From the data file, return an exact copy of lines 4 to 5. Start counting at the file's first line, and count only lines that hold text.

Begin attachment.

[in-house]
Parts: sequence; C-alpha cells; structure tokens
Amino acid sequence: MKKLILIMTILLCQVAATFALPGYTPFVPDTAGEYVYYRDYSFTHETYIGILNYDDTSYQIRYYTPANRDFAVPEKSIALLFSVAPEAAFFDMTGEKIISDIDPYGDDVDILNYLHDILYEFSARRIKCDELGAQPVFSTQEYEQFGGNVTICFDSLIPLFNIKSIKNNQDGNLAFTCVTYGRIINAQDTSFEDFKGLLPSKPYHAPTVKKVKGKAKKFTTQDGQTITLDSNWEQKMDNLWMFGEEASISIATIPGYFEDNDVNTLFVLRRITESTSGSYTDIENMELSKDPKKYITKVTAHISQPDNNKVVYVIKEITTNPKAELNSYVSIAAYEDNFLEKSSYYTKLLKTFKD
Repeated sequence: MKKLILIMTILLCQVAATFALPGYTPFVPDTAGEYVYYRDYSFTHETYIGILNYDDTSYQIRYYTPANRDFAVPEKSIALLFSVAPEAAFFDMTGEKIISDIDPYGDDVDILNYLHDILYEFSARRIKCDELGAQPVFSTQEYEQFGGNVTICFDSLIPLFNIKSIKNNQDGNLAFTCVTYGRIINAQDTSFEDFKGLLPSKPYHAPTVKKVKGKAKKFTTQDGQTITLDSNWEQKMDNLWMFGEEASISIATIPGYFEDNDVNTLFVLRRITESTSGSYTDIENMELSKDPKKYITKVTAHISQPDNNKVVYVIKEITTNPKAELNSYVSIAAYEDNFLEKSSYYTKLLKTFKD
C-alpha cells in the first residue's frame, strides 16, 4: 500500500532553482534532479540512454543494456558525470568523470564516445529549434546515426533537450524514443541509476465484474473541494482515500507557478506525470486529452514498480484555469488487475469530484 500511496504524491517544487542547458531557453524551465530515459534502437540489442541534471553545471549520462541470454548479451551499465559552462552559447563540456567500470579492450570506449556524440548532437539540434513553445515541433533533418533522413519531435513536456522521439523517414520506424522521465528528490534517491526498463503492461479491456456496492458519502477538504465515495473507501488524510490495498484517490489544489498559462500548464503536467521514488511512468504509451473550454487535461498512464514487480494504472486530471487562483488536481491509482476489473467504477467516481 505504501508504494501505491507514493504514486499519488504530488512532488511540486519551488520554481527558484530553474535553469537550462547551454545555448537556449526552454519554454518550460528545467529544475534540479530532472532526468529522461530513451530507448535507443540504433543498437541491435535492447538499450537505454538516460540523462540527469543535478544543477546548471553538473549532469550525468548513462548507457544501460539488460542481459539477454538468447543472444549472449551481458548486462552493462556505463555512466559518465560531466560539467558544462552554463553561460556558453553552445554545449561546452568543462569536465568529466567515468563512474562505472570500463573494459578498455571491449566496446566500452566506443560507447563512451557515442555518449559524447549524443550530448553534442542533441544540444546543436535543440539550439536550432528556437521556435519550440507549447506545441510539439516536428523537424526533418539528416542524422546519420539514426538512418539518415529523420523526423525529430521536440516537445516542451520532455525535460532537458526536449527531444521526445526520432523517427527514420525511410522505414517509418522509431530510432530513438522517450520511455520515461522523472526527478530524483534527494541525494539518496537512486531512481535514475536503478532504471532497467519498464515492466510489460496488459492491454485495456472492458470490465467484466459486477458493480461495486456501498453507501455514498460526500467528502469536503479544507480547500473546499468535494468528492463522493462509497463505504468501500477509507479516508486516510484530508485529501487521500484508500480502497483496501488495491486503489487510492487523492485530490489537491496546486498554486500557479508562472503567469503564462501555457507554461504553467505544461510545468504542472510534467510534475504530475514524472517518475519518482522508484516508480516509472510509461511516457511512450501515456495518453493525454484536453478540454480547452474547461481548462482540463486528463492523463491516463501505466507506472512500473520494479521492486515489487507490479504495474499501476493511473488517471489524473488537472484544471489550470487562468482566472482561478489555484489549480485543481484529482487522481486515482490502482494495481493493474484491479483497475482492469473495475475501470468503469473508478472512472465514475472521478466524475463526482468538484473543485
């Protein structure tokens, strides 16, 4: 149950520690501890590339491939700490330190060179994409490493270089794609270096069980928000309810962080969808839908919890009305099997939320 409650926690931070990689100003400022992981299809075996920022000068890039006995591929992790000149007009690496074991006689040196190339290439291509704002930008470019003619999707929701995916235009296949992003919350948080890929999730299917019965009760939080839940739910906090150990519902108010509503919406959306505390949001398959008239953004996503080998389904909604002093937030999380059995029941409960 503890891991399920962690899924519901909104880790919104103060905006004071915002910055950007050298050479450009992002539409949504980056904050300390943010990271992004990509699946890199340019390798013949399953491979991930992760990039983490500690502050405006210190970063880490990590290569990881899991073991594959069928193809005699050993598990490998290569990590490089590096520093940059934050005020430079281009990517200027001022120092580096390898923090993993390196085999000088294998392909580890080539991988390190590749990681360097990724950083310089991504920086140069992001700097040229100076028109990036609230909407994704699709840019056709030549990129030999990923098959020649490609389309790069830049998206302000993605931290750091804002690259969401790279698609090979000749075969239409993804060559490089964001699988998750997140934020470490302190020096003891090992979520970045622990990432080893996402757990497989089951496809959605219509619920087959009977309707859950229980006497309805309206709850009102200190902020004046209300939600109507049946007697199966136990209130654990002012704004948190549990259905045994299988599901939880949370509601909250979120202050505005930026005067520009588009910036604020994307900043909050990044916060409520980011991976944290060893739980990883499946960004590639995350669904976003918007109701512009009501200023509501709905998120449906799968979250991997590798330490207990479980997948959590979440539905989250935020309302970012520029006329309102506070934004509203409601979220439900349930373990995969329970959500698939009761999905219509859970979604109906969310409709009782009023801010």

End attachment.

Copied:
Repeated sequence: MKKLILIMTILLCQVAATFALPGYTPFVPDTAGEYVYYRDYSFTHETYIGILNYDDTSYQIRYYTPANRDFAVPEKSIALLFSVAPEAAFFDMTGEKIISDIDPYGDDVDILNYLHDILYEFSARRIKCDELGAQPVFSTQEYEQFGGNVTICFDSLIPLFNIKSIKNNQDGNLAFTCVTYGRIINAQDTSFEDFKGLLPSKPYHAPTVKKVKGKAKKFTTQDGQTITLDSNWEQKMDNLWMFGEEASISIATIPGYFEDNDVNTLFVLRRITESTSGSYTDIENMELSKDPKKYITKVTAHISQPDNNKVVYVIKEITTNPKAELNSYVSIAAYEDNFLEKSSYYTKLLKTFKD
C-alpha cells in the first residue's frame, strides 16, 4: 500500500532553482534532479540512454543494456558525470568523470564516445529549434546515426533537450524514443541509476465484474473541494482515500507557478506525470486529452514498480484555469488487475469530484 500511496504524491517544487542547458531557453524551465530515459534502437540489442541534471553545471549520462541470454548479451551499465559552462552559447563540456567500470579492450570506449556524440548532437539540434513553445515541433533533418533522413519531435513536456522521439523517414520506424522521465528528490534517491526498463503492461479491456456496492458519502477538504465515495473507501488524510490495498484517490489544489498559462500548464503536467521514488511512468504509451473550454487535461498512464514487480494504472486530471487562483488536481491509482476489473467504477467516481 505504501508504494501505491507514493504514486499519488504530488512532488511540486519551488520554481527558484530553474535553469537550462547551454545555448537556449526552454519554454518550460528545467529544475534540479530532472532526468529522461530513451530507448535507443540504433543498437541491435535492447538499450537505454538516460540523462540527469543535478544543477546548471553538473549532469550525468548513462548507457544501460539488460542481459539477454538468447543472444549472449551481458548486462552493462556505463555512466559518465560531466560539467558544462552554463553561460556558453553552445554545449561546452568543462569536465568529466567515468563512474562505472570500463573494459578498455571491449566496446566500452566506443560507447563512451557515442555518449559524447549524443550530448553534442542533441544540444546543436535543440539550439536550432528556437521556435519550440507549447506545441510539439516536428523537424526533418539528416542524422546519420539514426538512418539518415529523420523526423525529430521536440516537445516542451520532455525535460532537458526536449527531444521526445526520432523517427527514420525511410522505414517509418522509431530510432530513438522517450520511455520515461522523472526527478530524483534527494541525494539518496537512486531512481535514475536503478532504471532497467519498464515492466510489460496488459492491454485495456472492458470490465467484466459486477458493480461495486456501498453507501455514498460526500467528502469536503479544507480547500473546499468535494468528492463522493462509497463505504468501500477509507479516508486516510484530508485529501487521500484508500480502497483496501488495491486503489487510492487523492485530490489537491496546486498554486500557479508562472503567469503564462501555457507554461504553467505544461510545468504542472510534467510534475504530475514524472517518475519518482522508484516508480516509472510509461511516457511512450501515456495518453493525454484536453478540454480547452474547461481548462482540463486528463492523463491516463501505466507506472512500473520494479521492486515489487507490479504495474499501476493511473488517471489524473488537472484544471489550470487562468482566472482561478489555484489549480485543481484529482487522481486515482490502482494495481493493474484491479483497475482492469473495475475501470468503469473508478472512472465514475472521478466524475463526482468538484473543485